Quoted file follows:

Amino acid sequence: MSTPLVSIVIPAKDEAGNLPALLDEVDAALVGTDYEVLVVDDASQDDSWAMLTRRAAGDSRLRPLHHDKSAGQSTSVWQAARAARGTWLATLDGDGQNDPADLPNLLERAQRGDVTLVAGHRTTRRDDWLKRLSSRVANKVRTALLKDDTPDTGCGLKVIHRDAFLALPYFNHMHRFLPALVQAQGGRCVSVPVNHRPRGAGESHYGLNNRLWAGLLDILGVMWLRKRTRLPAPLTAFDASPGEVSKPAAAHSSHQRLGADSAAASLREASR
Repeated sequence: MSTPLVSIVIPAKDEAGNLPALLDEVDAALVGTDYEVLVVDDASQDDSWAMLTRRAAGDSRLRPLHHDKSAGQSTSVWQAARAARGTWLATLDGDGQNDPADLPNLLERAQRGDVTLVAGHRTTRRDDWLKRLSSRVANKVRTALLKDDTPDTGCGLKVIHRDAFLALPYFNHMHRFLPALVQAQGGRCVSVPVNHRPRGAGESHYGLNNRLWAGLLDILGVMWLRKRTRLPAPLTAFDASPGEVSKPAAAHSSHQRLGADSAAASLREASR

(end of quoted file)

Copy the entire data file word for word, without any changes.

Amino acid sequence: MSTPLVSIVIPAKDEAGNLPALLDEVDAALVGTDYEVLVVDDASQDDSWAMLTRRAAGDSRLRPLHHDKSAGQSTSVWQAARAARGTWLATLDGDGQNDPADLPNLLERAQRGDVTLVAGHRTTRRDDWLKRLSSRVANKVRTALLKDDTPDTGCGLKVIHRDAFLALPYFNHMHRFLPALVQAQGGRCVSVPVNHRPRGAGESHYGLNNRLWAGLLDILGVMWLRKRTRLPAPLTAFDASPGEVSKPAAAHSSHQRLGADSAAASLREASR
Repeated sequence: MSTPLVSIVIPAKDEAGNLPALLDEVDAALVGTDYEVLVVDDASQDDSWAMLTRRAAGDSRLRPLHHDKSAGQSTSVWQAARAARGTWLATLDGDGQNDPADLPNLLERAQRGDVTLVAGHRTTRRDDWLKRLSSRVANKVRTALLKDDTPDTGCGLKVIHRDAFLALPYFNHMHRFLPALVQAQGGRCVSVPVNHRPRGAGESHYGLNNRLWAGLLDILGVMWLRKRTRLPAPLTAFDASPGEVSKPAAAHSSHQRLGADSAAASLREASR